10 things to do in Betws-y-Coed

Image of tracks and distant mist and mountain

Betws-y-Coed, Snowdonia Mountains and Coast

Once a major coaching centre on the Irish Mail route from London to Holyhead, Betws-y-Coed is the gateway to the Snowdonia National Park, fast becoming the adventure activity centre of the UK.
  • Image of five people standing on a hill in Zip World

    Zip World, Snowdonia Mountains and Coast 

    With Zip Fforest's amazing views of the Conwy valley, take a zip line journey 60ft up through the forest canopy or a 100ft freefall from Plummet Tower, its Powerfan technology ensuring the gentlest of landings. And if the blood pressure allows after all that, why not climb aboard Skyride, Europe’s highest giant swing?

  • Across the water, Betws-y-Coed, Snowdonia

    Betws-y-Coed, Snowdonia Mountains and Coast

    Lying in the heart of the Snowdonia National Park, Gwydyr Forest Park covers a 28 square mile area (72 square kilometres) surrounding Betws-y-Coed. Waymarked walking trails allow visitors to explore the landscape of lakes, forests and mountains and learn more about the area’s lead and zinc mining industry, which dominated in the latter half of the 19th century.

  • Two couples sat at a table in the Olif restaurant enjoying drinks and food

    Olif restaurant, Snowdonia Mountains and Coast

    Far be it from us to encourage you to come to Wales and sample Spanish cuisine, but Olif is not your average tapas bar. The only food that hasn’t been sourced locally are the olives. They’ve even managed to find Welsh chorizo! And once you’ve gorged yourself silly, you can crash overnight in one of their 5-star luxury rooms.

  • Green hills and mountain views

    Betws-y-Coed, Snowdonia Mountains and Coast

    Based in Betws-y-Coed, the staff at North Wales Active have over 20 years of mountaineering and climbing experience between them. So they know the very best places for gorge walking, climbing, abseiling and mountain climbing. Very importantly, they are a Visit Wales Approved Adventure Tourism Operator, which means you don’t have to sweat the safety stuff.

  • Young boy climbing up an underground cave at Go Below Underground Adventures in North Wales.
    Go Below Underground Adventures, Betws-y-Coed, North Wales by Go Below Underground Adventures 2015

    Why go over a mountain when you can go through it instead? Abseil, zip line, scramble, traverse, boat and climb your way around the abandoned mines of Snowdonia with Go Below, encountering deep blue lakes, lofty caverns and long-forgotten mining machinery as you go.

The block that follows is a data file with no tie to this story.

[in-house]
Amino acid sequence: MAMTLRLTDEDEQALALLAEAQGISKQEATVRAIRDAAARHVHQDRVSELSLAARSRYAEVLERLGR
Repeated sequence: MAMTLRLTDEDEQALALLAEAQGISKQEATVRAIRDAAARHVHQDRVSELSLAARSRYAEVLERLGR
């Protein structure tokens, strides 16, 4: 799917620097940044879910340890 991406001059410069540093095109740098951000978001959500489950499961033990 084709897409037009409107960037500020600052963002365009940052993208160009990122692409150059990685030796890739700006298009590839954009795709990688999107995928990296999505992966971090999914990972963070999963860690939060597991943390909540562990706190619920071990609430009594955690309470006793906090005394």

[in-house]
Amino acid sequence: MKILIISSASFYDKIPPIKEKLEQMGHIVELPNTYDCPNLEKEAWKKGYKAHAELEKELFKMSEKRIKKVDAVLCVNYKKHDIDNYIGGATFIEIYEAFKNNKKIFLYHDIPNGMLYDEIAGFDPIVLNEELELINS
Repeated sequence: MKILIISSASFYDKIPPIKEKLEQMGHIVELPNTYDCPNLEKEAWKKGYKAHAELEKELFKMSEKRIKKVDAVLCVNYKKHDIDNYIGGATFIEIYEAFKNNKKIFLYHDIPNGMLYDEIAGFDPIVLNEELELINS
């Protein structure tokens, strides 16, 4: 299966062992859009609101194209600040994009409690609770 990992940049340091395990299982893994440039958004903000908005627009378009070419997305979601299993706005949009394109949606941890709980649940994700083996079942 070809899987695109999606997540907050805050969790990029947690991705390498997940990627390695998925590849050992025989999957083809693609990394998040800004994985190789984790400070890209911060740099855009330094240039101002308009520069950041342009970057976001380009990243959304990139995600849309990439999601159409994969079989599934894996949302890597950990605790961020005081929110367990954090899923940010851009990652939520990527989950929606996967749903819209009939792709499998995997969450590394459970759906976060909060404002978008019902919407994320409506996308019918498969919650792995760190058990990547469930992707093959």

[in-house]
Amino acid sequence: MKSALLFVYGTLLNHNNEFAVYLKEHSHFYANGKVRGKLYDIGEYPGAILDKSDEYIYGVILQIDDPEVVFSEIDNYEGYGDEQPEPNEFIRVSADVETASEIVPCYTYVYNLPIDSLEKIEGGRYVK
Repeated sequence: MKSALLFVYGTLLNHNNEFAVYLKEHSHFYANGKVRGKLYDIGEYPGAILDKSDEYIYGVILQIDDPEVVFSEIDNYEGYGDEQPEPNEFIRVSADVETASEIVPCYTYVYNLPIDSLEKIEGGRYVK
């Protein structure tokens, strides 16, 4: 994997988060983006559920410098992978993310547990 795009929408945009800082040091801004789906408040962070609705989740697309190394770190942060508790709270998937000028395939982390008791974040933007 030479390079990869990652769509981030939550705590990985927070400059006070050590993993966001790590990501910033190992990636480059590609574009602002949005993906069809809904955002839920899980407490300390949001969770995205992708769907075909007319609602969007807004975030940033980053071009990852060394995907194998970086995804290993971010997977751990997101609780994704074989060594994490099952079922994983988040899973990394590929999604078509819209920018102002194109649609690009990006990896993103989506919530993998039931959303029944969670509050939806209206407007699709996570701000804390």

• Swallow Falls, near Betws-y-Coed
    Swallow Falls, near Betws-y-Coed, Snowdonia

    For pure romance, a visit to Swallow Falls on the River Llugwy is a sure-fire winner. Although the main viewpoints are situated on the south bank, we recommend approaching it on foot along the northern bank for a more dramatic vantage point, particularly after a spell of wet weather. Sturdy footwear and a camera are essential.

  • Cultery in olive tins lined up along a bar

    Olif restaurant, Betws-y-Coed, Snowdonia Mountains and Coast

    Sadly, it hasn’t just become one of your recommended five-a-day foods, but when you order a pizza at Hangin’ Pizzeria, they will donate a percentage of their profits to charities helping orangutans in Borneo and gorillas and chimps in Africa. And their traditional Italian-style pizzas are well worth breaking the diet for.

  • Welsh cakes
    Welsh cakes

    These are Cwmni Cacen Gri Welshcakes. As well as serving the traditional favourites, bakers Jen and Jo have created new twists incorporating chocolate mint, orange, cherry and almond; and cranberry and white chocolate. And all are served ‘griddle fresh’ for texture and taste perfection.

  • Dramatic skies across Betws-y-Coed

    Betws-y-Coed, Snowdonia Mountains and Coast

    The location of the Conwy Valley Railway Museum right next to the National Rail station means that Betws-y-Coed is the only station in the UK with a footbridge that spans three different gauges of track. Visitors can take the mile-long miniature steam railway or the one-third full-size tramcar. It’s great fun for kids - and kids-at-heart.

  • outside of hotel on summer day

    Ty Gwyn Hotel, Betws-y-Coed


    The Ty Gwyn Hotel is just the sort of place you want to stagger back to after a ramble through the forest or along the riverbank. Dating back to 1636, the inn still has many of its original features – including open log fires and low, beamed ceilings – which gives it a high cosiness quotient.